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13 of 13 people found the following review helpful
5.0 out of 5 stars The greatest "night" film ever? November 23, 2009
By Jobla
Format:DVD|Verified Purchase
Whether you consider this film to be docudrama or documentary (a case could be made for either), THE EXILES is one of the greatest "night" films ever made. If you asked Mr. Peabody to fire up the wayback machine and transport you to Los Angeles in 1958 for a night on the town (when most of the film's action was actually filmed), this is what you might see. In other words, the production provides a brilliant time capsule of a specific time and place. The nighttime cinematography is breathtaking, rivaling that of the best film noir efforts. The ambience is punctuated by many forgotten vintage rock/blues/doo-wop songs playing constantly in the background as the characters move from place to place. Some of that music is instrumental tracks performed by the Revels.

The period is further brought to life via some of the accompanying featurettes. There are documentary studies of Bunker Hill and Angels Flight (the funicular railway) that reveal the grandeur that had fallen into decay by 1958. There are also some native American featurettes.

The two-disc set has something for everyone, spanning elements of history, architecture, sociology, and psychology. The film is no musty lecture, but a living document that brings the past back to life. The DVD's transfer and supplemental features are superb.
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4 of 5 people found the following review helpful
5.0 out of 5 stars a night in LA . . . May 26, 2010
Excellent docudrama about young Native Americans living in central Los Angeles circa 1960. The film vividly captures a time and place as it follows a half dozen characters during a night of bar hopping, cruising around town, and gathering on a hilltop overlooking the city for drumming and singing. Other reviewers have noted the down-beat tone of the film, but it is also full of comic moments and immense energy, which is reflected in the terrific rock-and-roll soundtrack (all original music for the film).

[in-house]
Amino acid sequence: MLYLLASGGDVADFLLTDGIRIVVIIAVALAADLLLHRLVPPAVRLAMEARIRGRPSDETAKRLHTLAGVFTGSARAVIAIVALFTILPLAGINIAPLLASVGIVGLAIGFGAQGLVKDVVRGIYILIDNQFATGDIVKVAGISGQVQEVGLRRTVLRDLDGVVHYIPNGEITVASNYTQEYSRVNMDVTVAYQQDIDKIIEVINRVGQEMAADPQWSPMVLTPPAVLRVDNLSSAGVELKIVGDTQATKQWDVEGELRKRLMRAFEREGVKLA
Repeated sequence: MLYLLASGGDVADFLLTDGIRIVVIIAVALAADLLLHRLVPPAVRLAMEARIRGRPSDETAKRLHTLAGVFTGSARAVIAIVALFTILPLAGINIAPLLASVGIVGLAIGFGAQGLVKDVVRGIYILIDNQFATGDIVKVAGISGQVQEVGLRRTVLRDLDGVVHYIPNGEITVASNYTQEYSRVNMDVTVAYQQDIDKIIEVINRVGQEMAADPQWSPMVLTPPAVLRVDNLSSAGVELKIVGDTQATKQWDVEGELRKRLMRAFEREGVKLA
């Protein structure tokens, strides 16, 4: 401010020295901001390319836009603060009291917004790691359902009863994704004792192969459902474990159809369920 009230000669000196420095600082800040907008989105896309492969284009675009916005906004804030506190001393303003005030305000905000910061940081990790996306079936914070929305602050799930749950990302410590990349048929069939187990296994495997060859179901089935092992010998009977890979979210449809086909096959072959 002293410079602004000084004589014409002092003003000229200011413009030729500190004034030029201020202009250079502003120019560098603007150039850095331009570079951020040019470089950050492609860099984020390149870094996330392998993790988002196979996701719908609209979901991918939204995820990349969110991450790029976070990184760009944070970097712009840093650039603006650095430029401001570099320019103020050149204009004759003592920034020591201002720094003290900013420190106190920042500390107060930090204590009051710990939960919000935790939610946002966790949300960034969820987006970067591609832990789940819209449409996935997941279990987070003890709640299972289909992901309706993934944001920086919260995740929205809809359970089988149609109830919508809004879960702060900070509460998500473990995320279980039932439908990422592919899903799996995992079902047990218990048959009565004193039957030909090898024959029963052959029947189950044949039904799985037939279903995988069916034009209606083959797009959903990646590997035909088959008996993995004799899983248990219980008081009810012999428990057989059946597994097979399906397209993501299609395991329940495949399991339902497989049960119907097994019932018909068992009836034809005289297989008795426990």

Beautifully photographed in black and white with striking night-time street scenes, the original Angels Flight funicular, the old houses on Bunker Hill and the tunnel under it. Mackenzie's camera captures wonderful unscripted details in the crowded bar scenes, and the performances of his nonprofessional cast seem natural and spontaneous. Originally made as a student film at USC, "The Exiles" has stood up remarkably well for its 50 years and rewards viewers with a multi-layered portrayal of lives lived in a moment of history. Two-disc set with extensive supporting materials.
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1 of 1 people found the following review helpful
5.0 out of 5 stars EXCELLENT February 10, 2014
By G
Format:DVD|Verified Purchase
As Sherman Alexie stated in the commentary, the director had to have known about and been very close to Indins to tell this story the way he did. An incredible and unbiased look into the lives of a handful of natives living off the rez. Beautifully shot too. Highly recommended.
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1 of 1 people found the following review helpful
5.0 out of 5 stars Valuable document of a lost time, place, and people June 29, 2013
Format:DVD|Verified Purchase
Few remember the history of Bunker Hill or the power of real, raw cinema verite. This film has both--a group of friends, Native Americans exiled to the poverty of Bunker Hill in Los Angeles, during a night when each of them is out searching.

If you've had enough of screenplay-guru-influenced, pre-digested American film, buy or rent this movie today!